Strategy 21 - Examples form
These concepts can be found in the European Agenda for Culture publication ‘Participatory Governance of Cultural Heritage’.
1. Motivation /Methodology
The motivation for an initiative provides a reason to work in a certain way. In other words, the motivation provides the “why” and the methodology provides the “how”. Examples of motivation can be found by considering which Strategy 21 challenges you wished to address. The courses of action attached to the Strategy 21 recommendations provide examples of methodology.
Identifying obstacles and barriers is an important part of any initiative and is a valuable source of information for others in creating their own initiatives. These may include funding issues, a lack of certain knowledge, a lack of time, technological challenges or difficulties in involving stakeholders.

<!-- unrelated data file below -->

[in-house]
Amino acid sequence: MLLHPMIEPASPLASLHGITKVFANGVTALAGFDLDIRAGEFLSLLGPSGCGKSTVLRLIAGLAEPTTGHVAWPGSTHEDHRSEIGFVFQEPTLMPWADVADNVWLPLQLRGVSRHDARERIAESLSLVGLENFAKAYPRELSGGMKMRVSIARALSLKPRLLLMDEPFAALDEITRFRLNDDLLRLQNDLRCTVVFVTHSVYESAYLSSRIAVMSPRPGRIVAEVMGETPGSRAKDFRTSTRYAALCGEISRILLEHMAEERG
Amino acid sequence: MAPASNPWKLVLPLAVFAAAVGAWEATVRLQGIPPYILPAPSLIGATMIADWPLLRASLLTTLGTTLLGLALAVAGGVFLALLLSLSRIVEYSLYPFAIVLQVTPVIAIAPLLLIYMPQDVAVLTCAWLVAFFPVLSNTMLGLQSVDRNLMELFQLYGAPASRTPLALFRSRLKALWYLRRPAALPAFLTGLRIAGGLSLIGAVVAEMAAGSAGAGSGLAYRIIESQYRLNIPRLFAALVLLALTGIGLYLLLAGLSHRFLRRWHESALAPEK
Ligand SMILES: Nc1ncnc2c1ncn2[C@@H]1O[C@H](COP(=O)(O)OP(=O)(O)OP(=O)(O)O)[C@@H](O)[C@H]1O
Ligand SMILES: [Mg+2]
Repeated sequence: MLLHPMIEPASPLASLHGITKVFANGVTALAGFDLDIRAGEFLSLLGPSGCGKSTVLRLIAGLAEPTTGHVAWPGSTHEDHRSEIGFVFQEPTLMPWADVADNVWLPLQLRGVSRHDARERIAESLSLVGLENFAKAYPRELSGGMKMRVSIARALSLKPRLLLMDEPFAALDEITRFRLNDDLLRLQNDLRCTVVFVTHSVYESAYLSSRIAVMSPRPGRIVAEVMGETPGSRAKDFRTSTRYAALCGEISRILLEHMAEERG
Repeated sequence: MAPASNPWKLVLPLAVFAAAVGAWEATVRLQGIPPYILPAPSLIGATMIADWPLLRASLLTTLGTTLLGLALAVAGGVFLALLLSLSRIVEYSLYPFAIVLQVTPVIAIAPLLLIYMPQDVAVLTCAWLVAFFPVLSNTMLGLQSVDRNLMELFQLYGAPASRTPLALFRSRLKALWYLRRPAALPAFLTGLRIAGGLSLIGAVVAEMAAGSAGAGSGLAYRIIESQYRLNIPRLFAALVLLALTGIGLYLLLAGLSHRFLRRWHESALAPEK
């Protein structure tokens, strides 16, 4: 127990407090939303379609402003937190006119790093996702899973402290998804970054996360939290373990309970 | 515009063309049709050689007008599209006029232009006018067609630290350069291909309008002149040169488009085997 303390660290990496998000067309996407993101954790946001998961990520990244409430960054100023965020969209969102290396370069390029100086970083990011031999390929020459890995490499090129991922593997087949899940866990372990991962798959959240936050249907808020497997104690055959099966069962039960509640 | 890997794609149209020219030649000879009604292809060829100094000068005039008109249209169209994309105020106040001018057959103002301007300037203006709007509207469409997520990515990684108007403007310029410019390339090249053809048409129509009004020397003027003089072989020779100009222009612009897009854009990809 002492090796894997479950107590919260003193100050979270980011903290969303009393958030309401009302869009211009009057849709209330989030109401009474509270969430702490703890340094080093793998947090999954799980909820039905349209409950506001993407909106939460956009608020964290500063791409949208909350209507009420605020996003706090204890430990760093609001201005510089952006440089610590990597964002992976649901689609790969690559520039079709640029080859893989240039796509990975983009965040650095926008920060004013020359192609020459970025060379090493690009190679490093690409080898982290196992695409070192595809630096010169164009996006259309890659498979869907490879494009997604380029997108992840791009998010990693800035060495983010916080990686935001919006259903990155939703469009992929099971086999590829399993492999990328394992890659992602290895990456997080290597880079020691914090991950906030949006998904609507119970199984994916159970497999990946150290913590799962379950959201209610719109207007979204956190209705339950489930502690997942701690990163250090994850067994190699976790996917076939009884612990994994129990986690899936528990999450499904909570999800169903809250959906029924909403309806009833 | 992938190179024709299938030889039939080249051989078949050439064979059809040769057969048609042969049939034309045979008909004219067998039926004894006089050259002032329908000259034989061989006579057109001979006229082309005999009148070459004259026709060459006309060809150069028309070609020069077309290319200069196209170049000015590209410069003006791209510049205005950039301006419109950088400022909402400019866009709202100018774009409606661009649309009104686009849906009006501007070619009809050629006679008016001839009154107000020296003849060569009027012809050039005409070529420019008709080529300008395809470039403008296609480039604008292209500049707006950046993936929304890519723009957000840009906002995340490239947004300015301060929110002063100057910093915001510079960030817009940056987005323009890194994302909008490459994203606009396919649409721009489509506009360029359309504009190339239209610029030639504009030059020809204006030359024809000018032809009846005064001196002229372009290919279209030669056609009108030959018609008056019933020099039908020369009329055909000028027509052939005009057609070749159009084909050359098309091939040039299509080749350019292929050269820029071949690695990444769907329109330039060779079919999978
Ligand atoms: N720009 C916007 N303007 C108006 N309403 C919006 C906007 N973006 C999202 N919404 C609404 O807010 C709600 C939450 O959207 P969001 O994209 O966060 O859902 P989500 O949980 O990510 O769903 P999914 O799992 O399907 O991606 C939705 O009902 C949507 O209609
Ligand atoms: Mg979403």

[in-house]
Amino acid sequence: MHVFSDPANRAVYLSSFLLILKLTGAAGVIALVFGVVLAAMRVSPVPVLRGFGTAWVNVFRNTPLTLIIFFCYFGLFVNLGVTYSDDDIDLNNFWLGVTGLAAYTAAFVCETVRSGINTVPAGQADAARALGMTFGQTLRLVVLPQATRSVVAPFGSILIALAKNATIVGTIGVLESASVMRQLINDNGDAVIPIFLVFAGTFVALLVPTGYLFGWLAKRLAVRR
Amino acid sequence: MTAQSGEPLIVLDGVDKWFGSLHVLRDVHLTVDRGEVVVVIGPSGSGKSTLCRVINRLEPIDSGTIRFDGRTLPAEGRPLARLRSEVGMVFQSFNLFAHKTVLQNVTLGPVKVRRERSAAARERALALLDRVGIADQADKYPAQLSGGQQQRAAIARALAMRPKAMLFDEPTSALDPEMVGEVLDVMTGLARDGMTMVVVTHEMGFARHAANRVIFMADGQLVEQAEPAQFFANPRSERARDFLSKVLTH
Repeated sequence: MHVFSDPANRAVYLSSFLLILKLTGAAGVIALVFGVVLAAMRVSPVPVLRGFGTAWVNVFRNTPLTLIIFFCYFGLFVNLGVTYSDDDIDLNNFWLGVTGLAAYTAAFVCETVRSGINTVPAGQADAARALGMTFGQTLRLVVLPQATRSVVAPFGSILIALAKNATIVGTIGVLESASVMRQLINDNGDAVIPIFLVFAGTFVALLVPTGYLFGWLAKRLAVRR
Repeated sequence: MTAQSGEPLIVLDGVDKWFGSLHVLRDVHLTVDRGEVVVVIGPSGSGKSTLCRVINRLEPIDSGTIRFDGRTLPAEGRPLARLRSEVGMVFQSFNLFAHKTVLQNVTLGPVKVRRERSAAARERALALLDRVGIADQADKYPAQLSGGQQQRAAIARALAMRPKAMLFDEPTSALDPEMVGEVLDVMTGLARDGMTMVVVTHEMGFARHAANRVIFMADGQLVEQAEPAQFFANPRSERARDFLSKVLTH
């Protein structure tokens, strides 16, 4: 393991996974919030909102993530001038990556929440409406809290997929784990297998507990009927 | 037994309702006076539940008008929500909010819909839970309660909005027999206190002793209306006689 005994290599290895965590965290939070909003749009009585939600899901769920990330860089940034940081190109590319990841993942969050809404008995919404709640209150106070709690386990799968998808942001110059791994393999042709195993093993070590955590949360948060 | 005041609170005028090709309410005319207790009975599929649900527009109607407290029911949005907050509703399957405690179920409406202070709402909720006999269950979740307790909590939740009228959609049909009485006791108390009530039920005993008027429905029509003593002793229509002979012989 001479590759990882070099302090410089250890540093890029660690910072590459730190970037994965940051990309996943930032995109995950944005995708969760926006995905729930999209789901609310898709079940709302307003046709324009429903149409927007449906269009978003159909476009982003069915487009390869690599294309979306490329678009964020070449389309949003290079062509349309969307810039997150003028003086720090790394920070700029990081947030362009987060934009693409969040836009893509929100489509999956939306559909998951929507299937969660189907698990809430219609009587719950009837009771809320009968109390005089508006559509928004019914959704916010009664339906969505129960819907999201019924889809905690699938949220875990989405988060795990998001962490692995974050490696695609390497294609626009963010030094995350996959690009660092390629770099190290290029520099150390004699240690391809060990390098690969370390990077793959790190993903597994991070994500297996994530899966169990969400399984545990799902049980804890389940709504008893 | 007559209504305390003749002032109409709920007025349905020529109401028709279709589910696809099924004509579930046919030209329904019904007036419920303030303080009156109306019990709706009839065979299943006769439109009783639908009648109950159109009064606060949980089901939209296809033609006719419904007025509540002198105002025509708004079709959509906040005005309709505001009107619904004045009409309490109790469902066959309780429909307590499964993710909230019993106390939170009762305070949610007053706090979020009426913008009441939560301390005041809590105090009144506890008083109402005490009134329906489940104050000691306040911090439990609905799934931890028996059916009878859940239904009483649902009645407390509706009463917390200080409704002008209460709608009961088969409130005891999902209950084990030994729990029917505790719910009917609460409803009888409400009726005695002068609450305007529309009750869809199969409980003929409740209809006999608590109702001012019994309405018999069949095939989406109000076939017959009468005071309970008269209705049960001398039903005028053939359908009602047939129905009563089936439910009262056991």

Making a difference is at the heart of any initiative. Strategy 21 provides a framework to achieve impact in three sectors: social, economic and territorial, and knowledge and education. Your initiative might achieve results in more than one of these sectors. For more information on this, you can view the factsheet on Strategy 21 in less than 1000 words.
4. Lessons Learned
Lessons learned from the experience of running and initiative may be directly transferable to other situations and locations. Sharing this knowledge is therefore very valuable. Lessons learned may relate to working in the public interest, building relationships, flexibility, support, training, finding a balance between bottom-up and top-down, encouraging participation, transparency and creating links between intangible and tangible heritage.
‘Initiators’ are those who put a project into motion, who bring stakeholders together. The initiator is often also in charge of the initiative. An initiative might begin at national, regional or local level.
- European Heritage Strategy for the 21st Century